It is unsurprising that a president who sees war primarily as “whack-a-mole” with drones directed from afar dropping bombs on adversaries, and who believes that removing American troops from war zones ends wars, would believe that women belong in all phases of combat.
War for President Obama consists of Libya, where we “led from behind,” with no “boots on the ground”; Syria, where Secretary of Defense Panetta declares at least weekly that there will be no U.S. “boots on the ground” even if the Syrians cross the president’s red line on CW; and Mali, where “there is no consideration of putting any American boots on the ground at this time,” according to Panetta — just logistical support for the French, who pulled us into Libya and now want us to stand behind them in their latest adventure in the colonies. The president “ended the war” in Iraq “responsibly” by leaving the country to its indigenous warring factions plus whatever outside influences have more sticking power than we do — that is to say, al-Qaeda and Iran. He is “ending the war” in Afghanistan “responsibly” by withdrawing all but a number of troops he won’t divulge (Twenty-five hundred? Zero? Sixty thousand?), leaving the turf to indigenous warring factions and whatever outside influences have more sticking power than we do — Iran, the Pakistani Taliban, and al-Qaeda, among others.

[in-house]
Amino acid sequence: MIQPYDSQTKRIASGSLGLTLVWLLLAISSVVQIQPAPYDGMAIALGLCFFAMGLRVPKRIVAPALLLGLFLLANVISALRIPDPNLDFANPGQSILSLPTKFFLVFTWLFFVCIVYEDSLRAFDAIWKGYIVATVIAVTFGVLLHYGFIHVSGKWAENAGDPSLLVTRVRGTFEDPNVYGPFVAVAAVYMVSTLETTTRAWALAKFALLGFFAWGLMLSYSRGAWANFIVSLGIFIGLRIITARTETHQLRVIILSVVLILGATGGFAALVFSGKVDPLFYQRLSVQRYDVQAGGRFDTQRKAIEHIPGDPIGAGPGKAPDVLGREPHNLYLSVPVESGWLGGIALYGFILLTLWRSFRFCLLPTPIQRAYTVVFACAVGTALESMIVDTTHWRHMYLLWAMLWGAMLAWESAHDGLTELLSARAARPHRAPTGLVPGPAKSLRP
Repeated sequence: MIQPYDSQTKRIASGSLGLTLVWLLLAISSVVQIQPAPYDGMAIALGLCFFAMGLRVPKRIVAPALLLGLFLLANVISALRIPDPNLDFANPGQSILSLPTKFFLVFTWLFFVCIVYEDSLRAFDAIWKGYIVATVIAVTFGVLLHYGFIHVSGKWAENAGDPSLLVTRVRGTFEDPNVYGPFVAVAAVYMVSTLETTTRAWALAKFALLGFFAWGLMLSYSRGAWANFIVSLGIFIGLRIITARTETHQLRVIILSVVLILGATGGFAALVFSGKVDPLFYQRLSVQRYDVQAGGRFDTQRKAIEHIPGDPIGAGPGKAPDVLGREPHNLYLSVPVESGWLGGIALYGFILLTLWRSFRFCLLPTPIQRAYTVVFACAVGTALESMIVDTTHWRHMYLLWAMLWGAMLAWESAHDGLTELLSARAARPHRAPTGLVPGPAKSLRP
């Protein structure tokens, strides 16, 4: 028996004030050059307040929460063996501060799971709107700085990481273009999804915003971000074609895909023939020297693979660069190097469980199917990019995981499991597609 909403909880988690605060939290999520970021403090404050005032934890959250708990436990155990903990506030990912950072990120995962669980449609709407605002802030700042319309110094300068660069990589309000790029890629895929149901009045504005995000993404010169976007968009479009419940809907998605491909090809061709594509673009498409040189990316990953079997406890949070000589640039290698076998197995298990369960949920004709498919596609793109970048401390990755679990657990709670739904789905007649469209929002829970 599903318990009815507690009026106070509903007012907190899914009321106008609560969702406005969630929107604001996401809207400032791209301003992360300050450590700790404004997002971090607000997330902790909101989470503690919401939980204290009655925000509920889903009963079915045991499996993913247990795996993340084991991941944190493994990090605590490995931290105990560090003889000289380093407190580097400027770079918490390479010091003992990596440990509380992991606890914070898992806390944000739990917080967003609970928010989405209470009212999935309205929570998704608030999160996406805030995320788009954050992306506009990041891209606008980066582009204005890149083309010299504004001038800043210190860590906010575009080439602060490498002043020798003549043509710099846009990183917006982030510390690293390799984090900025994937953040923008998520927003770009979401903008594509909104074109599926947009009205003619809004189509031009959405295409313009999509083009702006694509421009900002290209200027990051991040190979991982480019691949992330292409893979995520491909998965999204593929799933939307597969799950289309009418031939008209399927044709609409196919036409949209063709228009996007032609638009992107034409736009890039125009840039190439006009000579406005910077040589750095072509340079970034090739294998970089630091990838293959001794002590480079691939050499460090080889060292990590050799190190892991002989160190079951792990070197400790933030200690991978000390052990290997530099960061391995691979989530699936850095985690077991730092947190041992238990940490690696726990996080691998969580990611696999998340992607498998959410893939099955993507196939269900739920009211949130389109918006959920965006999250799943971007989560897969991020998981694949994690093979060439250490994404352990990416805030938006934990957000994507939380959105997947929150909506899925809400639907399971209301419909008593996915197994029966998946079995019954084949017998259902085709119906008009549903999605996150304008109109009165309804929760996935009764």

If your standard is removing all the boots from all the ground and ending U.S. participation in all the wars, women in combat infantry units might seem like a fairly safe bet. If combat units won’t be deployed, well, then, who cares if women are in them?
There are two reasons to care. First, non-deployment is not a military strategy. At best, it is a post-conflict standard (much like being a “post-racial” president) that assumes that either a) future battlefields will look like the last one or b) there will be no future battlefields. The first is a mistake; the second is wishful thinking. Post-Gaddafi Libya is strong evidence that eliminating governments with bombs doesn’t provide stability or workable governance. If the U.S. is ever required to provide either, the boots will be required as well.
After Vietnam, military planners assumed that large-scale ground operations including tanks were passé — until we fought in the deserts of the Middle East. Counterterrorism and urban warfare skills won’t help if our next war is in the Pacific — the focus of the president’s announced “pivot.” Nothing suggests that future battlefields won’t require the “boots” that President Obama appears to eschew. Limiting ourselves to the targeting of individuals, along with support to allies who elect to put their limited boots on the ground in countries where they have old colonial interests, would be an abdication of American power where that power may be needed. Outgoing Secretary of State Clinton made precisely that case in her testimony last week as she described the “spreading jihadist threat” and specifically linked those threats to vital American interests.
Read More at American Thinker . By Shoshana Bryen.
Photo Credit: Geoff Livingston (Creative Commons)